The United Arab Emirates’ Hope probe is only one week away from arriving to Mars’ orbit, making it the first-ever Arab interplanetary mission.
The probe is expected to arrive on Mars on February 9 at 7:42 p.m. local UAE time, according to Emirates News Agency (WAM).
The unmanned spacecraft will explore Mars’ climactic dynamics in daily, and seasonal timescales for a full Martian year – which equates to 687 earth days. The mission has never been completed previously, WAM said.
The mission will make the UAE the fifth country in the world to reach the planet after the United States, the Soviet Union, China, the European Space Agency and India, WAM reported.
UAE Vice President and Ruler of Dubai Sheikh Mohammed bin Rashid al-Maktoum met with Abu Dhabi Crown Prince Sheikh Mohammed bin Zayed on Monday to review the final preparations of the Emirates Mars Mission team.
The country’s leaders invited the citizens and residents of the UAE, and Arabs around the world to celebrate the historic mission that represents the region’s breakthrough in space exploration.
“We are 9 days away from the arrival of UAE’s Hope probe to Mars in the first Arab interplanetary mission. The UAE will be the 5th nation to reach the Red Planet. The probe has a 50 percent success rate in entering Mars’ orbit, but we achieved 90 percent of our goals in building new knowledge,” Sheikh Mohammed bin Rashid said on Monday.
Sheikh Mohamed bin Zayed Al Nahyan shared a video of the probe’s historic journey and said, “The Hope Probe is nearing Mars. Congratulations to everyone on the occasion of the historic Emirati Mission to Mars.”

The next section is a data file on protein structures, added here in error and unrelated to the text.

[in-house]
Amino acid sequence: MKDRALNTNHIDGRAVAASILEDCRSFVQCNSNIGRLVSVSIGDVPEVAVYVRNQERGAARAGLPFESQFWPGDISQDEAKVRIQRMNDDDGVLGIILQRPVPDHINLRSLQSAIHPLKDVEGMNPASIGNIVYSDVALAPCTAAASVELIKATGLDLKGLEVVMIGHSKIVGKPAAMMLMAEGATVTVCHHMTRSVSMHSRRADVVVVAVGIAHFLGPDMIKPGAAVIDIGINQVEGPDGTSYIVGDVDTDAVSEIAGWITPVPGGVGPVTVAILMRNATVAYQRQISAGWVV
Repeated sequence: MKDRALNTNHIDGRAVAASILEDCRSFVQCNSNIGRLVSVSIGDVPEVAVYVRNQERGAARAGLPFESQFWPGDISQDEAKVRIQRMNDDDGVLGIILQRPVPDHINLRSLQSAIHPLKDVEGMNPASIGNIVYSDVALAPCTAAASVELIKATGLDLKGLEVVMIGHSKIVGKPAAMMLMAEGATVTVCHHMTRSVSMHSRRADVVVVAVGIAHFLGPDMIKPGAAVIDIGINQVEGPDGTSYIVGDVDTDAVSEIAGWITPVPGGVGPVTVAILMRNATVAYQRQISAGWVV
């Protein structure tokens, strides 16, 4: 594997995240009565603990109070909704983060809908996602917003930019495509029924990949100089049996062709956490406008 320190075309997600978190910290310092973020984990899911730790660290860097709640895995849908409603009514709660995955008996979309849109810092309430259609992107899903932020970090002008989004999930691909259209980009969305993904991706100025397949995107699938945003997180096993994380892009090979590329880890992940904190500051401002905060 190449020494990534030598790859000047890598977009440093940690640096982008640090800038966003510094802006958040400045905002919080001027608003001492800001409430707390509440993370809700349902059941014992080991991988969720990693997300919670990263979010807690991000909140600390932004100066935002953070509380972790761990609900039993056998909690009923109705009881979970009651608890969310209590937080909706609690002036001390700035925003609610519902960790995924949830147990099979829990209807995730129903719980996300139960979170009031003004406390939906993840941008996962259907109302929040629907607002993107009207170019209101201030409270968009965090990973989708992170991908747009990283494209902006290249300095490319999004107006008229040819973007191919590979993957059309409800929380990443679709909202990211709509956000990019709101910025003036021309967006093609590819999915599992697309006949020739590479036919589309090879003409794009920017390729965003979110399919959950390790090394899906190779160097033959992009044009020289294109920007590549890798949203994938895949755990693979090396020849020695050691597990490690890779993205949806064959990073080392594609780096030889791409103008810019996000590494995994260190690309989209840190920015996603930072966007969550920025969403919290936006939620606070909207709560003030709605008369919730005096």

We are 9 days away from the arrival of UAE's Hope probe to Mars in the first Arab interplanetary mission. The UAE will be the 5th nation to reach the Red Planet. The probe has a 50% success rate in entering Mars' orbit, but we achieved 90% of our goals in building new knowledge.— HH Sheikh Mohammed (@HHShkMohd) February 1, 2021
“The UAE’s arrival to Mars was the dream of the late UAE founder Sheikh Zayed bin Sultan Al Nahyan. Our investment in the human capital proved worthwhile as we see our youth capable of reaching the stars,” the Crown Prince said.
The probe’s complex maneuver next week will be the most critical part of the mission as the spacecraft will have to swiftly reduce its speed from 121,000km/h to 18,000km/h to enter Mars’ orbit.
After completing the seven-month journey, the probe will provide the first-ever complete picture of the Martian atmosphere.
The Hope probe took off from Tanegashima Island in Japan on July 20, 2020, traveling a 493 million kilometer distance to reach the planet.